An in vivo study has shown that acquisition of a high level of ciprofloxacin, moxifloxacin, or levofloxacin resistance increases the colonization rate of C. difficile strain BI17 in hamsters but that only moxifloxacin resistance increases the colonization rate of C. difficile strain BI1 [10]. We have shown that gatifloxacin resistance selection in different strains of C. perfringens affects production of short-chain fatty acids, reductive and hydrolytic enzymes, and toxin expression in different ways [1921]. Fluoroquinolone resistance selection also affects bacterial fitness, and we have shown that resistance selection to different fluoroquinolones has various effects on the fitness of different strains of C. perfringens [22, 23]. To investigate the effect of resistance selection to fluoroquinolones with different structures on the metabolic activities of resistant mutants, we used Biolog phenotype microarrays, which detect cellular phenotypes by measuring bacterial growth under various conditions for global characterization of change [24].

2. Materials and Methods

2.1. Growth of Bacterial Strains

Wild typeW Clostridium perfringens strains VPI, NCTR, ATCC 3626, and ATCC 13124 and their respective norfloxacin-resistantNR, ciprofloxacin-resistantCR, and gatifloxacin-resistantGR mutants were used in this study (Table 1). All of the mutants generated in vitro using large concentrations of fluoroquinolones had stable mutations in gyrase A genes and some also had mutations in topoisomerase genes [25]. Brain heart infusion (BHI) broth (Remel, Lenexa, KS), with vitamin K (1 μg/mL) and hemin (5 μg/mL, Sigma Chemical Co., St. Louis, MO) but without antibiotics, was used for growth of the bacteria [25]. Cell preparation, inoculation, and incubation for all assays were performed in a glove box with an anaerobic atmosphere of 85% N2, 10% CO2, and 5% H2 at 37°C.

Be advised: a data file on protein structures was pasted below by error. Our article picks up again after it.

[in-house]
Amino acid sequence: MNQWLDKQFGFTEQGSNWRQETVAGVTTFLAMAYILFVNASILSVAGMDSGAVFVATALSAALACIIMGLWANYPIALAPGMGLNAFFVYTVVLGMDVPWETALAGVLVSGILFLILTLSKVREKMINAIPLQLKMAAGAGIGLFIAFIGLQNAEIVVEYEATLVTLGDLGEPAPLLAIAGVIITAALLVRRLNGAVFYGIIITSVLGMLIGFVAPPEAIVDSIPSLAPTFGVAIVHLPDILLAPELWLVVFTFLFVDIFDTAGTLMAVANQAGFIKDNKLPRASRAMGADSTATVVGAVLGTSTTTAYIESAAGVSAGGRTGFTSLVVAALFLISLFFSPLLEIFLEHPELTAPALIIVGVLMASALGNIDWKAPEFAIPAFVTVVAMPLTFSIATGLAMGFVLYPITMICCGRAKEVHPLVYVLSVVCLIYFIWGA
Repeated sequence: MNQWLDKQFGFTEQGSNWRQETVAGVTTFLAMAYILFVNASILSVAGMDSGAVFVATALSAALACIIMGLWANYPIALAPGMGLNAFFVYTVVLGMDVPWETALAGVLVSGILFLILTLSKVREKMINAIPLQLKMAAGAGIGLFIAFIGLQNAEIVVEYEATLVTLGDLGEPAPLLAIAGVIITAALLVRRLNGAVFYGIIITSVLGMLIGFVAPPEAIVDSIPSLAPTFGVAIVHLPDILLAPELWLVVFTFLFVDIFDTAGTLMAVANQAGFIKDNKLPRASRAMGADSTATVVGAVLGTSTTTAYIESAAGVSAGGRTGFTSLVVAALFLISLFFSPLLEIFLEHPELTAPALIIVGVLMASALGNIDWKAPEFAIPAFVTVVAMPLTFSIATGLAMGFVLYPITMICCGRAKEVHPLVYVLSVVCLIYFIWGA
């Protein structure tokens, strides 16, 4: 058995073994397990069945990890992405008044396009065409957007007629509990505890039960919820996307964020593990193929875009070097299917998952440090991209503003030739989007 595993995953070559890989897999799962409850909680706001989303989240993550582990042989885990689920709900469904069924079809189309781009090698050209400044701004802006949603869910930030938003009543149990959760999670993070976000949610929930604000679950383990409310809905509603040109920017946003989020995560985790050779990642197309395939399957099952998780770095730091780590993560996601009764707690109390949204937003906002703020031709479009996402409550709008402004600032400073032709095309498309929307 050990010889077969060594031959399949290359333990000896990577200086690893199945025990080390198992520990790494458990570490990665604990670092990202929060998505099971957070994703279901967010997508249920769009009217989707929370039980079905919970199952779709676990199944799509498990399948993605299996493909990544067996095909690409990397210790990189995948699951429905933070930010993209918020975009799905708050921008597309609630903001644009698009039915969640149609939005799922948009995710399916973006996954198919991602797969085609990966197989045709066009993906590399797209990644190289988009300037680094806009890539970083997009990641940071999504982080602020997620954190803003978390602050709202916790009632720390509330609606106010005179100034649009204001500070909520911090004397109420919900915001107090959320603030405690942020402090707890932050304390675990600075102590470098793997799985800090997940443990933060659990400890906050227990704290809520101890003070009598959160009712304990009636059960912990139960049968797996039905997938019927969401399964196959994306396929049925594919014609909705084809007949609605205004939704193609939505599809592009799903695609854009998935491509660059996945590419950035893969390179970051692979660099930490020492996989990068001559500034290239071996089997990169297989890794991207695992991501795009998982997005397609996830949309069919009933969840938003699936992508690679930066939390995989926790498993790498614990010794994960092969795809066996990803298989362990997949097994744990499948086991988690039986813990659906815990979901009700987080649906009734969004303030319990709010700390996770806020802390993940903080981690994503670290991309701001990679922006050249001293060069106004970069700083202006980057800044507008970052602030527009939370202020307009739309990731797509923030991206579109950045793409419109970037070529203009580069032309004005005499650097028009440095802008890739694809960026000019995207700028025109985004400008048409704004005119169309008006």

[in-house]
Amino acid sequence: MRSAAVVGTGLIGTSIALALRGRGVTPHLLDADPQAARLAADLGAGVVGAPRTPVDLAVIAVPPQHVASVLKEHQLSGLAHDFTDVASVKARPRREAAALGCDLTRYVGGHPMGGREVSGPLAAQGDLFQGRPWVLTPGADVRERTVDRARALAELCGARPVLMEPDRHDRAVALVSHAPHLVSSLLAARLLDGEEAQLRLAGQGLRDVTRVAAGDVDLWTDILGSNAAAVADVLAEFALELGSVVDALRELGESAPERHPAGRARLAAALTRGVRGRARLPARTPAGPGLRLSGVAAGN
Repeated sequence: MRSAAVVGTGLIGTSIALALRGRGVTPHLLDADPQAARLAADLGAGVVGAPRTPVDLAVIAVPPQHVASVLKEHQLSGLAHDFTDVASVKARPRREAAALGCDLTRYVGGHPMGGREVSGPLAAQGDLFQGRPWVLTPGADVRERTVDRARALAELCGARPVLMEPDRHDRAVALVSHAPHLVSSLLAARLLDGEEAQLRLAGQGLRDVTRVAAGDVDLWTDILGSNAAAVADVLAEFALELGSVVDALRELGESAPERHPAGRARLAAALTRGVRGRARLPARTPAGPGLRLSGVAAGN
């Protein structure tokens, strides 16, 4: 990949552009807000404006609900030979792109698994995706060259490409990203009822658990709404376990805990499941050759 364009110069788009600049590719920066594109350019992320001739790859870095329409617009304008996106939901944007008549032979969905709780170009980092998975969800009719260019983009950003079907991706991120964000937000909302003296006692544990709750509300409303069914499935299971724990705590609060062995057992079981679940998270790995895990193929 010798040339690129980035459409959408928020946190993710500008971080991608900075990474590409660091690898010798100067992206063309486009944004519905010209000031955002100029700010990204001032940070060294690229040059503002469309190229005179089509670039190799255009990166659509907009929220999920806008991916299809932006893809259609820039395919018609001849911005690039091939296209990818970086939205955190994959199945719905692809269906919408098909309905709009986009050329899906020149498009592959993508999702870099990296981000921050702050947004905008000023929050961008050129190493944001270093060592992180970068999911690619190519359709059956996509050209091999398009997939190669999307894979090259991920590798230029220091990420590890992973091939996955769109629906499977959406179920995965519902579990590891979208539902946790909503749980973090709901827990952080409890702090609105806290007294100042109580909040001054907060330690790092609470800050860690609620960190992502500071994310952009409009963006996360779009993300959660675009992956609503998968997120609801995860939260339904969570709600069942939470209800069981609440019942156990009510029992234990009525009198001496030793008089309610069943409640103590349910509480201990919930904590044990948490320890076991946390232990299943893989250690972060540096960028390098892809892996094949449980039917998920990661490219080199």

Table 1: Wild types and fluoroquinolone-resistant mutants of C. perfringens used in this study with stable mutations in gyrA and parC resulting in amino acid conversion.
2.2. Phenotype Microarrays

A phenotypic microarray experiment was performed in 96-well microtiter plates, using PM 1–20 plates (Biolog, Inc., Hayward, CA) that contained different nutrients, chemicals, or inhibitory substances in each well, as described by Bochner [24]: PM 1-2, carbon source; PM 3, nitrogen source; PM 4, phosphorus and sulfur sources; PM 5, nutrient supplements; PM 6–8, peptides and nitrogen sources; PM 9, osmolytes; PM 10, pH values; PM 11–20, various chemicals, including antimicrobial agents. The manufacturer’s instructions were followed and the assays were performed using their reagents. The wild types and mutants from BHI tubes (Table 1) were grown on blood agar plates. The bacterial colonies were suspended in Biolog broth. The Biolog turbidimeter was used to measure cell density and the cells were diluted to 40% transmittance. The cells then were further diluted, according to the Biolog instructions, for use in specific plates, and 100 μL of diluted cells was used for inoculation of each well. The plates were incubated anaerobically for 24–48 h at 37°C. The effect of different conditions on cell growth was estimated by measuring the cell density (A750) in each well, using a spectrophotometer, and comparing the growth with wells containing nonsupplemented Biolog broth. Statistical analysis was performed by Student’s t-test.

2.3. Comparison of the Effects of Dipeptides on Wild Types and Resistant Strains

Two dilutions of each of the dipeptides Gly-Met, Gly-Phe, and Gly-Leu (Sigma) were prepared in the Biolog proprietary concentration range used in the Biolog PM 6–8 plates, using the medium recommended by Biolog. 100 μL of each dilution was added to duplicate wells of 96-well microtiter plates, along with 100 μL of each of the cells, prepared according to the instructions of Biolog. The microtiter plates were incubated at 37°C for 24–48 h and the optical density (A750) was measured by spectrophotometer. Control wells contained media without dipeptides.

2.4. Sensitivity of Wild Types and Fluoroquinolone-Resistant Mutants to Antimicrobial Agents and Ethidium Bromide

Comparison of the antimicrobial susceptibilities of different strains was performed by the Etest (bioMérieux, Inc., Durham, NC) according to the Clinical and Laboratory Standards Institute (CLSI) guidelines and manufacturer’s instructions. The minimum inhibitory concentration (MIC) was measured for each of the mutants and the wild type of each strain.

Sensitivity of strains to ethidium bromide was measured by the agar dilution method, according to CLSI guidelines, using BHI agar containing 0, 2, 4, 5, 6, 8, and 10 μg/mL ethidium bromide. The plates were inoculated with 5 μL of an overnight culture of each strain and were examined for growth following incubation.

2.5. Microarray Analysis